When I started stringing and teaching tennis back in 2011-12, I wasn’t certified to do either. I also wasn’t great at either. This wasn’t really an issue at the time, because I was helping other coaches teach (feed) clinics and wasn’t stringing much at all (outside of my own racquets).
When I started to consider teaching and stringing as a career, I knew there were steps that needed to be taken for me to be the most effective/efficient.
I first got certified to teach tennis with the USPTA in 2013. I made the commitment to drive 2 hours + to Hilton Head Island after studying for months for this certification exam. I knew that I had passed the written portion, which was actually very difficult (80+ questions on coaching, technique, rules, etc.)
I was one of 3 taking the on court portion of the exam that day. My briefing was to create a lesson plan in less than 5 minute, focusing on the forehand. This lady had an incredible forehand! Maybe not the most efficient use of my time but I felt like a gave a great private lesson until she proceeded to throw up after the lesson! I was sure I had failed...
I shortly learned that she had just eaten prior and she said that the lesson was fantastic (whew)...the group lesson went much smoother and they had a blast!
The point I’m getting at through this story is that people who truly care about their careers, take the time to make themselves the best they could be! I’m trying to learn new teaching styles every day myself! I’m nowhere near perfect!
Stringing was a similar story: I studied for months. Dropped by the USRSA HQ in Birmingham, AL to take my exam with the Director of the USRSA, Bob Patterson. Bob and his assistant were super friendly and inviting!
I sat down to take the written exam and thought, holy cow this is really difficult...thankfully I passed that portion. Everything ended up going swimmingly until my regrommeting. I had chosen to take a racquet and grommet from the former shop I worked at...I should have known better. The grommet had been warped to oblivion where a coworker had tried to force it into a frame. Bob felt sorry for me but had to grade me the same as anyone else. That’s where I failed.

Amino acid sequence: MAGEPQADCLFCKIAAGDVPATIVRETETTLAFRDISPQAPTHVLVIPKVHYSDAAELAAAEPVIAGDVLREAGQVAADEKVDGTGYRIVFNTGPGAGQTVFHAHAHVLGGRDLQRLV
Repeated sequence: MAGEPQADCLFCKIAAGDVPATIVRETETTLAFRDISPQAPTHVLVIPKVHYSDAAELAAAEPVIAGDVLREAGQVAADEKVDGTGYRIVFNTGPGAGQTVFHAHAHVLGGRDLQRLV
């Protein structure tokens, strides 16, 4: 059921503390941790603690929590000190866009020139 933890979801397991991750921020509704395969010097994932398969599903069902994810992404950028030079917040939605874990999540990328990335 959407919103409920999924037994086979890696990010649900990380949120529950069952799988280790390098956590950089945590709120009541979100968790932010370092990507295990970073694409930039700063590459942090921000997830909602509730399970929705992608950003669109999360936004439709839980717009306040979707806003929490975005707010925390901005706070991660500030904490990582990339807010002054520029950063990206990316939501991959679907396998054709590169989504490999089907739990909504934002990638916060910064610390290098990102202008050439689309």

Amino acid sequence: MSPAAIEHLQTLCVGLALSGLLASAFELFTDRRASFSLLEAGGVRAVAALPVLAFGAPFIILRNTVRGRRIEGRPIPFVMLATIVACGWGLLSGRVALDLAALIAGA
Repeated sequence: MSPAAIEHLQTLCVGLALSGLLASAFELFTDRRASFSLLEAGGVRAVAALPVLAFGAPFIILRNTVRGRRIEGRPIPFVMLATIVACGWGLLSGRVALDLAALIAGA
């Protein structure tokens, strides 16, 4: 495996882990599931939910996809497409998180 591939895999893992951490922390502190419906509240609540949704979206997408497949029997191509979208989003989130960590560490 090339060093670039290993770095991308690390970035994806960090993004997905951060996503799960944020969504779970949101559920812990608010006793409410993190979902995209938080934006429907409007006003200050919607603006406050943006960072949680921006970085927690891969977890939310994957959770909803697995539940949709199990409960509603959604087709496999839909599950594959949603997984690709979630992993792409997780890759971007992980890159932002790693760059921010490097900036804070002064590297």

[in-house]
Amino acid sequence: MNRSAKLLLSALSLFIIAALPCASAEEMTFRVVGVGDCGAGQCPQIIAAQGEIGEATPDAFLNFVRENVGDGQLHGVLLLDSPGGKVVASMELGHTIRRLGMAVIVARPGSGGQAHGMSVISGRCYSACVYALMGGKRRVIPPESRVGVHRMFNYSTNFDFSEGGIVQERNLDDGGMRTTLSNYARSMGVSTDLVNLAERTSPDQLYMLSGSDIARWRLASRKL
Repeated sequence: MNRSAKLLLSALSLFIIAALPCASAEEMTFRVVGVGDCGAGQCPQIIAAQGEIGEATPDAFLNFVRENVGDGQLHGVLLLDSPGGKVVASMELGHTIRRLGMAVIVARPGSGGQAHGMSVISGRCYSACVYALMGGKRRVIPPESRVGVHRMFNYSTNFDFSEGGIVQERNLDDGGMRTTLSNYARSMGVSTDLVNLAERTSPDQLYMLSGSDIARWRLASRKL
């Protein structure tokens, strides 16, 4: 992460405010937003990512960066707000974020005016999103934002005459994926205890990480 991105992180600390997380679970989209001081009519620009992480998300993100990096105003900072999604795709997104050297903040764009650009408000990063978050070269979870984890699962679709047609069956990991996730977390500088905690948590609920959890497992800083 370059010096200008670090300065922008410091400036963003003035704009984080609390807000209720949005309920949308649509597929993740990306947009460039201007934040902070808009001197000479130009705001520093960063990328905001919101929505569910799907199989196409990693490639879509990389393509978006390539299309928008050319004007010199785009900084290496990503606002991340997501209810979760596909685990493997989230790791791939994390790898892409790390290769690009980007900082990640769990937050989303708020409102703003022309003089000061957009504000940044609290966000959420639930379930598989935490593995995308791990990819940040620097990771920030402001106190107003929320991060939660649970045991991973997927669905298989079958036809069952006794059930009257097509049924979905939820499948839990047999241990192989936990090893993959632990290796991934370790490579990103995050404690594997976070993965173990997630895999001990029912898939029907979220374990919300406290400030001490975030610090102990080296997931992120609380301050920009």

Fast forward 2 months later and all I have to retake is the regrommeting portion (thank goodness!). Round two was a monumental success! All the hard work had paid off finally!
Eventually this small step gave me the confidence to leave my job and pursue my own stringing and racquet tech. business. String Theory was born and the rest is history!
You see, these stories highlight the fact that certifications aren’t just pieces of fancy paper to hang on the wall; they’re the physical representation of the hard work and dedication to education.
Certifications exemplify a commitment of that individual to continued education and excellence in their respective fields. These are the reasons why certifications are so important!
We of course need to acknowledge the fact that not all certified individuals are in pursuit of excellence and future education, and that’s a real shame. Although, the effort preparing to pass these exams should always give them a massive distinction from uncertified individuals in most instances!
I will continue to encourage certifications and future education in both the stringing and teaching industries. I hope this will create a stronger knowledge base amongst both certified and uncertified individuals alike!
To conclude, I’d like to leave everyone with an excellent quote from a tennis great:
”The day you stop learning, is the day you should stop teaching.”